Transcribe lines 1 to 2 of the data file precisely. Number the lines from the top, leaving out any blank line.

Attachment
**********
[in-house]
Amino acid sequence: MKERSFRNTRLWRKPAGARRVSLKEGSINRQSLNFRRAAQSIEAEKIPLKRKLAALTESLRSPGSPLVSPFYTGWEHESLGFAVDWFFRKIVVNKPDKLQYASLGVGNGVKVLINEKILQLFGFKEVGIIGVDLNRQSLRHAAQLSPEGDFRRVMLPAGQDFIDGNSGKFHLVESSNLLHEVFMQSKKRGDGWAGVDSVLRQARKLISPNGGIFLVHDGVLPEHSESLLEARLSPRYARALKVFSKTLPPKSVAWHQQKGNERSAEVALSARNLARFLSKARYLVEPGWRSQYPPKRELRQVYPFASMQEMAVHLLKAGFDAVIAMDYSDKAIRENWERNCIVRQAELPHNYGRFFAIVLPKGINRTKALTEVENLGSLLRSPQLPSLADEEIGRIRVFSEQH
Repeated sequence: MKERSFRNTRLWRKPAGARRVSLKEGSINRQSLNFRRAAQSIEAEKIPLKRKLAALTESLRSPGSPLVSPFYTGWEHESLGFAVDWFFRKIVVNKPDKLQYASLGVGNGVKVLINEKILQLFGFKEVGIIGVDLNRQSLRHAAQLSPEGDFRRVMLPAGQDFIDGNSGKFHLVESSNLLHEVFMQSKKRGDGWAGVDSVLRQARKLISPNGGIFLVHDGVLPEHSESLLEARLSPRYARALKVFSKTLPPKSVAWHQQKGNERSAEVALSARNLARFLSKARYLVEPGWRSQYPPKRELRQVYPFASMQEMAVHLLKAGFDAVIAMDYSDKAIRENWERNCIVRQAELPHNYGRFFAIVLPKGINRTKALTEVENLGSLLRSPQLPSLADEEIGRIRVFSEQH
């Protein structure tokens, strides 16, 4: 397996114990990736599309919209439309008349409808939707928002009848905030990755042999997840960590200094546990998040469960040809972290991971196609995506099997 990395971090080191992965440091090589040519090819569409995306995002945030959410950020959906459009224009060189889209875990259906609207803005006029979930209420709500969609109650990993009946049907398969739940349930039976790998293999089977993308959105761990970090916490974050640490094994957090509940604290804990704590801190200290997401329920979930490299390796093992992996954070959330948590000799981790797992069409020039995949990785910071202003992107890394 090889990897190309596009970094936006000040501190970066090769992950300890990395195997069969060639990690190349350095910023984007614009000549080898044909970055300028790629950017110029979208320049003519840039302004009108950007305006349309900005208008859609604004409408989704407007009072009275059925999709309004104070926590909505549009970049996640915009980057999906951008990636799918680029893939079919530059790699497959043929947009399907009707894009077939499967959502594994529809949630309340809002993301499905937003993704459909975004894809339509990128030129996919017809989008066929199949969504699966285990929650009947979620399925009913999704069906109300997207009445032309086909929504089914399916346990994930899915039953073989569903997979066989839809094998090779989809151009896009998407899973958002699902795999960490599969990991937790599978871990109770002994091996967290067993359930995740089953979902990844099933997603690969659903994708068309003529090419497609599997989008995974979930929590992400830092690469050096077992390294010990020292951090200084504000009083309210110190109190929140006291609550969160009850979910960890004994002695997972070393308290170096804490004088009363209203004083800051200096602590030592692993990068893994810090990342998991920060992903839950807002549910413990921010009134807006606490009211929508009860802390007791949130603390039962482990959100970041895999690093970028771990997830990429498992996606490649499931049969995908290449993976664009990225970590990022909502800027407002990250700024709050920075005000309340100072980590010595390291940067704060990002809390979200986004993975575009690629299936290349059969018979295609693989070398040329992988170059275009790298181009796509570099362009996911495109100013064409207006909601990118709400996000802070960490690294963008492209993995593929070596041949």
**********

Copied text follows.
[in-house]
Amino acid sequence: MKERSFRNTRLWRKPAGARRVSLKEGSINRQSLNFRRAAQSIEAEKIPLKRKLAALTESLRSPGSPLVSPFYTGWEHESLGFAVDWFFRKIVVNKPDKLQYASLGVGNGVKVLINEKILQLFGFKEVGIIGVDLNRQSLRHAAQLSPEGDFRRVMLPAGQDFIDGNSGKFHLVESSNLLHEVFMQSKKRGDGWAGVDSVLRQARKLISPNGGIFLVHDGVLPEHSESLLEARLSPRYARALKVFSKTLPPKSVAWHQQKGNERSAEVALSARNLARFLSKARYLVEPGWRSQYPPKRELRQVYPFASMQEMAVHLLKAGFDAVIAMDYSDKAIRENWERNCIVRQAELPHNYGRFFAIVLPKGINRTKALTEVENLGSLLRSPQLPSLADEEIGRIRVFSEQH